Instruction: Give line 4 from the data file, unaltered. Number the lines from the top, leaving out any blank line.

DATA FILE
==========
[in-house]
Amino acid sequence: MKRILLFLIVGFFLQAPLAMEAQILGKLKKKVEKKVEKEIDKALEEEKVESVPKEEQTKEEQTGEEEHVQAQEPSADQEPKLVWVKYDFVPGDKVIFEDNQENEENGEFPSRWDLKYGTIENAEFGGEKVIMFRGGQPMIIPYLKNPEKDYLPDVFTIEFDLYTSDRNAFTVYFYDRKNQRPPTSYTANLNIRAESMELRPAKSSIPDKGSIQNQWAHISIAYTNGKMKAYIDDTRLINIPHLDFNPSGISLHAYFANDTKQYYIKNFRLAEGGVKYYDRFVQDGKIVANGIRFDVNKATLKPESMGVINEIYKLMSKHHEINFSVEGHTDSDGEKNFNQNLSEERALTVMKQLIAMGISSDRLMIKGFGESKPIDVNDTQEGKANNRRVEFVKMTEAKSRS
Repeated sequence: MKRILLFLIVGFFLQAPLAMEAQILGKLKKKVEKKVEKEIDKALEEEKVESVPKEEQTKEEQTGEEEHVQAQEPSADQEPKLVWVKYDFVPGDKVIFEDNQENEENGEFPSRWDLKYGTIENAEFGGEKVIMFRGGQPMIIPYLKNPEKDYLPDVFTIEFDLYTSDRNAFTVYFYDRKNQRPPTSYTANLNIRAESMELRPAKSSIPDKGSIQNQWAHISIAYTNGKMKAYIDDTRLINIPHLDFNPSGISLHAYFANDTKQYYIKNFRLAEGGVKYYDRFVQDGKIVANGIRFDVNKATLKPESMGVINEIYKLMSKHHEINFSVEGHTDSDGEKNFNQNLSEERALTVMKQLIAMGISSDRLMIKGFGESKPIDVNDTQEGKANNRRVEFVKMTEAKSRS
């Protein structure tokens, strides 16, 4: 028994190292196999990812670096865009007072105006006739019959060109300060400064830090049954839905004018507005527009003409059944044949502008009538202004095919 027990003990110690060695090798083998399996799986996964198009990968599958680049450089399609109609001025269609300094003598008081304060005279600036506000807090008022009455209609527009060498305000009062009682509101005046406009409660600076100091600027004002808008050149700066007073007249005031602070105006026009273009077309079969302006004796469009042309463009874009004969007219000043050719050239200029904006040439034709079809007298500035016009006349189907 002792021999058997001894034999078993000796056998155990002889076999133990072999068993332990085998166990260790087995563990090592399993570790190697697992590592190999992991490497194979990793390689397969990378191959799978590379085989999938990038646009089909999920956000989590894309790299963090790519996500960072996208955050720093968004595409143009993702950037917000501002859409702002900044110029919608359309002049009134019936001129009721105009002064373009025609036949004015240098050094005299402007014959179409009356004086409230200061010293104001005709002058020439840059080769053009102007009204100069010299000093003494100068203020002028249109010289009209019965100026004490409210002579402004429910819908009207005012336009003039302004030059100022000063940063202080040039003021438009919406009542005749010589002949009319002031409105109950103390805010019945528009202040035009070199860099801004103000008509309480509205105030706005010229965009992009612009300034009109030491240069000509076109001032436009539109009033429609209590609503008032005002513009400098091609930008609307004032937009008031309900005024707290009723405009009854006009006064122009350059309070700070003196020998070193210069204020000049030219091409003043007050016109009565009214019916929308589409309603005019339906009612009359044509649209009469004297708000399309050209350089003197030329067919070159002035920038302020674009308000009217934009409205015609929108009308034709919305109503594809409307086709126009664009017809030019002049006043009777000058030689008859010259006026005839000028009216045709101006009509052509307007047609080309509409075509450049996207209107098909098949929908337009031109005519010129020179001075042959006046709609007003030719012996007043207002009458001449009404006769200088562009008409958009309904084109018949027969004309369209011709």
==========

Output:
């Protein structure tokens, strides 16, 4: 028994190292196999990812670096865009007072105006006739019959060109300060400064830090049954839905004018507005527009003409059944044949502008009538202004095919 027990003990110690060695090798083998399996799986996964198009990968599958680049450089399609109609001025269609300094003598008081304060005279600036506000807090008022009455209609527009060498305000009062009682509101005046406009409660600076100091600027004002808008050149700066007073007249005031602070105006026009273009077309079969302006004796469009042309463009874009004969007219000043050719050239200029904006040439034709079809007298500035016009006349189907 002792021999058997001894034999078993000796056998155990002889076999133990072999068993332990085998166990260790087995563990090592399993570790190697697992590592190999992991490497194979990793390689397969990378191959799978590379085989999938990038646009089909999920956000989590894309790299963090790519996500960072996208955050720093968004595409143009993702950037917000501002859409702002900044110029919608359309002049009134019936001129009721105009002064373009025609036949004015240098050094005299402007014959179409009356004086409230200061010293104001005709002058020439840059080769053009102007009204100069010299000093003494100068203020002028249109010289009209019965100026004490409210002579402004429910819908009207005012336009003039302004030059100022000063940063202080040039003021438009919406009542005749010589002949009319002031409105109950103390805010019945528009202040035009070199860099801004103000008509309480509205105030706005010229965009992009612009300034009109030491240069000509076109001032436009539109009033429609209590609503008032005002513009400098091609930008609307004032937009008031309900005024707290009723405009009854006009006064122009350059309070700070003196020998070193210069204020000049030219091409003043007050016109009565009214019916929308589409309603005019339906009612009359044509649209009469004297708000399309050209350089003197030329067919070159002035920038302020674009308000009217934009409205015609929108009308034709919305109503594809409307086709126009664009017809030019002049006043009777000058030689008859010259006026005839000028009216045709101006009509052509307007047609080309509409075509450049996207209107098909098949929908337009031109005519010129020179001075042959006046709609007003030719012996007043207002009458001449009404006769200088562009008409958009309904084109018949027969004309369209011709």